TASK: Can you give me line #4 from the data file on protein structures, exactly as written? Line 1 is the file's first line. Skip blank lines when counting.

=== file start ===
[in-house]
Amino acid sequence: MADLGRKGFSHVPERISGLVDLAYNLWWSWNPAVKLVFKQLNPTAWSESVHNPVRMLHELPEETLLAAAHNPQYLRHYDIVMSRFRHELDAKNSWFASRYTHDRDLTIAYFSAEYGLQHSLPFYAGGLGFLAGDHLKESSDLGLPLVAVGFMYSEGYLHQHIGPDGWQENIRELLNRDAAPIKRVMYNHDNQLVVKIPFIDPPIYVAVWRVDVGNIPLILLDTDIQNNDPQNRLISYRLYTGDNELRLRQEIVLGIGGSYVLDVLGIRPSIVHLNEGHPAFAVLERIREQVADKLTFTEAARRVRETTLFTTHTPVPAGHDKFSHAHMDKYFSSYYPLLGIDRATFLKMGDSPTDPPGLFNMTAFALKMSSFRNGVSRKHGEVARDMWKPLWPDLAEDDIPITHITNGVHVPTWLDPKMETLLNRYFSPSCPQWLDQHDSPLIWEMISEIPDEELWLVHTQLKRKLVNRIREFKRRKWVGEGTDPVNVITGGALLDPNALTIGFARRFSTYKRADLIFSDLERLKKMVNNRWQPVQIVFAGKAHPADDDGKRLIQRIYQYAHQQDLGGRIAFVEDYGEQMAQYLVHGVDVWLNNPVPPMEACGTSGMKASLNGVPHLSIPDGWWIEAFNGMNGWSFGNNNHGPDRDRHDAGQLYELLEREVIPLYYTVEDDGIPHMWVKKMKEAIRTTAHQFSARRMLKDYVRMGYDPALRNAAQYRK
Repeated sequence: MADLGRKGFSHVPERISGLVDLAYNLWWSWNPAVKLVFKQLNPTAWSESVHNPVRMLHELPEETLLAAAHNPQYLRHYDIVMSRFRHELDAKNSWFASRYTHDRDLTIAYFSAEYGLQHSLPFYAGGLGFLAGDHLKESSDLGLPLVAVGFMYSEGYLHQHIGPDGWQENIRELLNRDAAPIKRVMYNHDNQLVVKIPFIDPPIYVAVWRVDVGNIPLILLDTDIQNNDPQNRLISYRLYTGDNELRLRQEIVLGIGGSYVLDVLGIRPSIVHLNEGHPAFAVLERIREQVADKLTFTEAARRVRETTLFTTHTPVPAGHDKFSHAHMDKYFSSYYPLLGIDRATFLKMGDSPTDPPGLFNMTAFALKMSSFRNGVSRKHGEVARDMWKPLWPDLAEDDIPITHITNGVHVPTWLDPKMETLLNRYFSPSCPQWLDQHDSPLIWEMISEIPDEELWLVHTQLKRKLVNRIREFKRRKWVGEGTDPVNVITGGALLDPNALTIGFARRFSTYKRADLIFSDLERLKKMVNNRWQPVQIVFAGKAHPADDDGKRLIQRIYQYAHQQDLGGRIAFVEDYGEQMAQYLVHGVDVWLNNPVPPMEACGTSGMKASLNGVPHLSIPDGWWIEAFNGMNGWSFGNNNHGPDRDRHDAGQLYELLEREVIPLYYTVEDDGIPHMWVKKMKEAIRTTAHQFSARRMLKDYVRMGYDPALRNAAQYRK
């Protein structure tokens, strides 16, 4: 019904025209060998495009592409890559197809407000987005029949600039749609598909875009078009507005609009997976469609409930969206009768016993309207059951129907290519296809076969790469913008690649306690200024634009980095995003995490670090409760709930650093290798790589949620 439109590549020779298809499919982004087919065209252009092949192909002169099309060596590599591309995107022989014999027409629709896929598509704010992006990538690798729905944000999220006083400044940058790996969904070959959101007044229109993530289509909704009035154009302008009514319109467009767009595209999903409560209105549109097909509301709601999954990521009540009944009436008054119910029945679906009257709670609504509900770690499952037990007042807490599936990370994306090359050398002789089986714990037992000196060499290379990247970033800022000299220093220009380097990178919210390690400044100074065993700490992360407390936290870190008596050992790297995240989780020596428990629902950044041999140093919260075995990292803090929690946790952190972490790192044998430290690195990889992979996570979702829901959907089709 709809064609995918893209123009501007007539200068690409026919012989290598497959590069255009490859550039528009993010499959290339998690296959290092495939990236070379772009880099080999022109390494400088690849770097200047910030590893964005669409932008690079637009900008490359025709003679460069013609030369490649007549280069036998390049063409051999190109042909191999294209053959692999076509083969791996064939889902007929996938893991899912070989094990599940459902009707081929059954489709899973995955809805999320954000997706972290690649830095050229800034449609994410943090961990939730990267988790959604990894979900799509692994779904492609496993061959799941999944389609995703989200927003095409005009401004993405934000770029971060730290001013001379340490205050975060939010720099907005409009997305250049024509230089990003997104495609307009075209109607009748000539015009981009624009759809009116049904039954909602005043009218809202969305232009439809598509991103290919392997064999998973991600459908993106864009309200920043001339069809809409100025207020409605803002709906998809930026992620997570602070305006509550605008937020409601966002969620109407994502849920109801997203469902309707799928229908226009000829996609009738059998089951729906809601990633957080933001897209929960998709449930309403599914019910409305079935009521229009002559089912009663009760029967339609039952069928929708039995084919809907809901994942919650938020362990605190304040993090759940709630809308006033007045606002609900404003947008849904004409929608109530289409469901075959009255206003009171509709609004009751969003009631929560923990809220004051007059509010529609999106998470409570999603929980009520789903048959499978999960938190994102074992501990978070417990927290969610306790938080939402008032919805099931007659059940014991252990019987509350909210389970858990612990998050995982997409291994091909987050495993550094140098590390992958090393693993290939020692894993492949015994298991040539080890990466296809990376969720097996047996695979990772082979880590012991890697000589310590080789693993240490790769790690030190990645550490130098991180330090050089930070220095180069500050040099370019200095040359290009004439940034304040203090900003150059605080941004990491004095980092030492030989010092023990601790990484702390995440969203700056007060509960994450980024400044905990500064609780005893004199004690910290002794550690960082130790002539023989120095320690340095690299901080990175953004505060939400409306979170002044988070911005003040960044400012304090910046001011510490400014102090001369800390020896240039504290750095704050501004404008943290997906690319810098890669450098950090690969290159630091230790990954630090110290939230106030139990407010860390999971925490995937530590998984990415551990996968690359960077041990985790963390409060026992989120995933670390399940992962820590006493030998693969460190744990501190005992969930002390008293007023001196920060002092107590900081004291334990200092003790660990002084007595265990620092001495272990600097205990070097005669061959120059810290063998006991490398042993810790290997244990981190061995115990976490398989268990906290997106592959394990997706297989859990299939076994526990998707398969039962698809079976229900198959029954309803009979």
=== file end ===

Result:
């Protein structure tokens, strides 16, 4: 019904025209060998495009592409890559197809407000987005029949600039749609598909875009078009507005609009997976469609409930969206009768016993309207059951129907290519296809076969790469913008690649306690200024634009980095995003995490670090409760709930650093290798790589949620 439109590549020779298809499919982004087919065209252009092949192909002169099309060596590599591309995107022989014999027409629709896929598509704010992006990538690798729905944000999220006083400044940058790996969904070959959101007044229109993530289509909704009035154009302008009514319109467009767009595209999903409560209105549109097909509301709601999954990521009540009944009436008054119910029945679906009257709670609504509900770690499952037990007042807490599936990370994306090359050398002789089986714990037992000196060499290379990247970033800022000299220093220009380097990178919210390690400044100074065993700490992360407390936290870190008596050992790297995240989780020596428990629902950044041999140093919260075995990292803090929690946790952190972490790192044998430290690195990889992979996570979702829901959907089709 709809064609995918893209123009501007007539200068690409026919012989290598497959590069255009490859550039528009993010499959290339998690296959290092495939990236070379772009880099080999022109390494400088690849770097200047910030590893964005669409932008690079637009900008490359025709003679460069013609030369490649007549280069036998390049063409051999190109042909191999294209053959692999076509083969791996064939889902007929996938893991899912070989094990599940459902009707081929059954489709899973995955809805999320954000997706972290690649830095050229800034449609994410943090961990939730990267988790959604990894979900799509692994779904492609496993061959799941999944389609995703989200927003095409005009401004993405934000770029971060730290001013001379340490205050975060939010720099907005409009997305250049024509230089990003997104495609307009075209109607009748000539015009981009624009759809009116049904039954909602005043009218809202969305232009439809598509991103290919392997064999998973991600459908993106864009309200920043001339069809809409100025207020409605803002709906998809930026992620997570602070305006509550605008937020409601966002969620109407994502849920109801997203469902309707799928229908226009000829996609009738059998089951729906809601990633957080933001897209929960998709449930309403599914019910409305079935009521229009002559089912009663009760029967339609039952069928929708039995084919809907809901994942919650938020362990605190304040993090759940709630809308006033007045606002609900404003947008849904004409929608109530289409469901075959009255206003009171509709609004009751969003009631929560923990809220004051007059509010529609999106998470409570999603929980009520789903048959499978999960938190994102074992501990978070417990927290969610306790938080939402008032919805099931007659059940014991252990019987509350909210389970858990612990998050995982997409291994091909987050495993550094140098590390992958090393693993290939020692894993492949015994298991040539080890990466296809990376969720097996047996695979990772082979880590012991890697000589310590080789693993240490790769790690030190990645550490130098991180330090050089930070220095180069500050040099370019200095040359290009004439940034304040203090900003150059605080941004990491004095980092030492030989010092023990601790990484702390995440969203700056007060509960994450980024400044905990500064609780005893004199004690910290002794550690960082130790002539023989120095320690340095690299901080990175953004505060939400409306979170002044988070911005003040960044400012304090910046001011510490400014102090001369800390020896240039504290750095704050501004404008943290997906690319810098890669450098950090690969290159630091230790990954630090110290939230106030139990407010860390999971925490995937530590998984990415551990996968690359960077041990985790963390409060026992989120995933670390399940992962820590006493030998693969460190744990501190005992969930002390008293007023001196920060002092107590900081004291334990200092003790660990002084007595265990620092001495272990600097205990070097005669061959120059810290063998006991490398042993810790290997244990981190061995115990976490398989268990906290997106592959394990997706297989859990299939076994526990998707398969039962698809079976229900198959029954309803009979």